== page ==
in good faith on such absolute pardon completely erasing his criminal conviction,
thereby removing the need for him to disclose his conviction in his PDSs; and that
evidence had not been presented in his case because the PAGC did not conduct
formal hearings. 14

The OP denied the motion for reconsideration, holding that the PAGC did actually
conduct formal hearings in which the petitioner had been given the opportunity to
be heard; that he had participated in the hearings by filing his verified answer to the
complaint; that he had also been accorded the opportunity to submit his
memorandum or position paper, but he had failed to do so; 15 that he had been
silent about the absolute pardon granted by President Aquino on May 27, 1987,
alleging it for the first time only in the motion for reconsideration; and that the
pardon, being the private act of the President, must still be pleaded and proved by
him as the person claiming to have been pardoned. 16 AcICHD

Decision of the Court of Appeals (CA)

The petitioner appealed to the CA, docketed as CA-G.R. SP No. 80689, insisting that
the OP and the PAGC had committed serious errors of fact and law; had exceeded
their jurisdiction; and had gravely abused their discretion in not affording him his
constitutional right to confront his accusers, thereby violating his right to
administrative due process. He assailed the public respondents for recommending
and ordering his dismissal without factual, legal, and evidentiary basis. 17

The CA promulgated its assailed decision on October 30, 2006, 18 denying the
petition for review and affirming the ruling of the OP. The CA held that the essence
of administrative due process was an opportunity to be heard, or to explain one's
side, or to seek the reconsideration of the action or ruling complained of; 19 that
the petitioner had been given the opportunity to be heard; that the PAGC had
conducted formal hearings in which he had submitted his verified answer to the
complaint; that he had been ordered to submit his memorandum or position paper,
but he had failed to do so; that the requirements of due process in administrative
proceedings were not the same as those in judicial proceedings because the trial-
type proceedings, with an opportunity for face-to-face confrontation, were not
necessary in administrative proceedings; that it sufficed for a party to be afforded
the ample opportunity to present his side; 20 that the penalty imposed on him had
been based on the finding to the effect that he had been truly guilty of dishonesty,
usurpation of authority and conduct prejudicial to the best interest of the service;
that such factual findings by the OP in the exercise of its quasi-judicial function were
to be generally accorded respect; and that the OP did not gravely abuse its
discretion because the resolutions in question had not been issued arbitrarily or in
disregard of the evidence on record. 21

Issues

In this appeal, the petitioner raises the following issues, to wit:

A
THE RESPONDENTS RECOMMENDED AND/OR ORDERED THE DISMISSAL OF
PETITIONER FROM PUBLIC SERVICE WITHOUT AFFORDING THE LATTER HIS
CONSTITUTIONAL RIGHT TO CONFRONT HIS ACCUSERS AND WITHOUT AFFORDING
HIM ADMINISTRATIVE DUE PROCESS.

THE RESPONDENTS RECOMMENDED AND/OR IMPOSED THE VERY HARSH PENALTY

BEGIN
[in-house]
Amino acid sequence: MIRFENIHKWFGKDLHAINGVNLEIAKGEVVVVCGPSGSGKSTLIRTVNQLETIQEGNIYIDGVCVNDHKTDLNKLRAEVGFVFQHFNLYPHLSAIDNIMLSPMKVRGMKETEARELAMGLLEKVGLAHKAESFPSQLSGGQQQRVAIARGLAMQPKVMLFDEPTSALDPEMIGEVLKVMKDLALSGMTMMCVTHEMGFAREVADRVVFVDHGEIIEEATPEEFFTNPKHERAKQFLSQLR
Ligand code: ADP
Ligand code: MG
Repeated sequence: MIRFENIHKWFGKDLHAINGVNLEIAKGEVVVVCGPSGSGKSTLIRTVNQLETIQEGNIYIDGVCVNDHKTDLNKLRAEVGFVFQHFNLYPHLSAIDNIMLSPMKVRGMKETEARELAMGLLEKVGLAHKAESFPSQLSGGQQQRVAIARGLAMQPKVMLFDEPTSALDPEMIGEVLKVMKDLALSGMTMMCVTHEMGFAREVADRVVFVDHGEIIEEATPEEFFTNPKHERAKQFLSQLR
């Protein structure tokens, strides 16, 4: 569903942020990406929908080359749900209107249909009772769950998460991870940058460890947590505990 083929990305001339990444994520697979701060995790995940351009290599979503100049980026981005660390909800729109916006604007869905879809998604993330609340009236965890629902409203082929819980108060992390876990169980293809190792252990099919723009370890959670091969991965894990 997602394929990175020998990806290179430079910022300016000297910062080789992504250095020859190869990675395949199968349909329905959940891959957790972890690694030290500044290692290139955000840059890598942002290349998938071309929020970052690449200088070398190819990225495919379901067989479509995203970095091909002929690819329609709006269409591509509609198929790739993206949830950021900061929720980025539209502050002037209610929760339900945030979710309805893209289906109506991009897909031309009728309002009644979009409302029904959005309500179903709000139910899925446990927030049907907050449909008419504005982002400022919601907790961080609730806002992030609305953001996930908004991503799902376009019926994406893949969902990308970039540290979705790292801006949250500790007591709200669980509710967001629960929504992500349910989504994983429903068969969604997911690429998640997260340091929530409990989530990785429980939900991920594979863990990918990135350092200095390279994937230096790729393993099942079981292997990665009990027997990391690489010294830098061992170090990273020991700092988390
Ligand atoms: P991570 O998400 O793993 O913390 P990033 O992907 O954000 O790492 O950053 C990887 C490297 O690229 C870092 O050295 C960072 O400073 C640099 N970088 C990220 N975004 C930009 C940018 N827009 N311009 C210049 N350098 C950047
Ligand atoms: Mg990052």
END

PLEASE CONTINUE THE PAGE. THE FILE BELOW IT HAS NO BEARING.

OF DISMISSAL FROM SERVICE WITHOUT VALID FACTUAL, LEGAL AND EVIDENTIARY
BASIS.

Ruling of the Court

The petition for review on certiorari lacks merit. TAIaHE

Firstly of all, the petitioner contends that the right to due process in administrative
proceedings should include the right to confront his accusers; that he invoked his
right to confrontation and sought a formal hearing through his motion for
reconsideration in the OP; and that the violation of his rights rendered any evidence
presented against him inadmissible.

We cannot uphold the contention of the petitioner. As the CA correctly pointed out,
administrative due process simply means the opportunity to be heard or to explain
one's side, or to seek a reconsideration of the action or ruling complained of. For
him to insist on a formal trial-type hearing in which he could confront his accusers
was bereft of legal basis considering that he had been duly notified of the complaint
against him and of the formal hearings conducted by the PAGC. He had also filed his
answer to the complaint and participated in the formal hearings. For sure, the trial-
type hearing was not indispensable in administrative cases. The requirements of
administrative due process were satisfied once the parties were afforded the fair
and reasonable opportunity to explain their respective sides. The administrative
agency could resolve the issues based solely on position papers, affidavits or
documentary evidence submitted by the parties. 22

Secondly, it is notable that the petitioner did not raise in his answer to the
complaint the absolute pardon purportedly granted to him by President Aquino; that
he did not also submit proof on the absolute pardon in the hearings held before the
PAGC; that he did not file his memorandum or position paper despite being ordered
to do so; and that he did not advert to the absolute pardon when the case had been
elevated to the OP. Being the part plainly at fault, his unexplained failure to submit
his evidence could not be counted against the PAGC.

In reality, the petitioner's plea of good faith vis--vis the charge of dishonesty, in
that the absolute pardon had led him to believe that he no longer needed to divulge
the conviction in his PDSs, was unworthy of credence. For one, he was quite aware
that the penalty meted on him upon his conviction was reclusion temporal, which,
pursuant to Article 41 of the Revised Penal Code, carried with it the accessory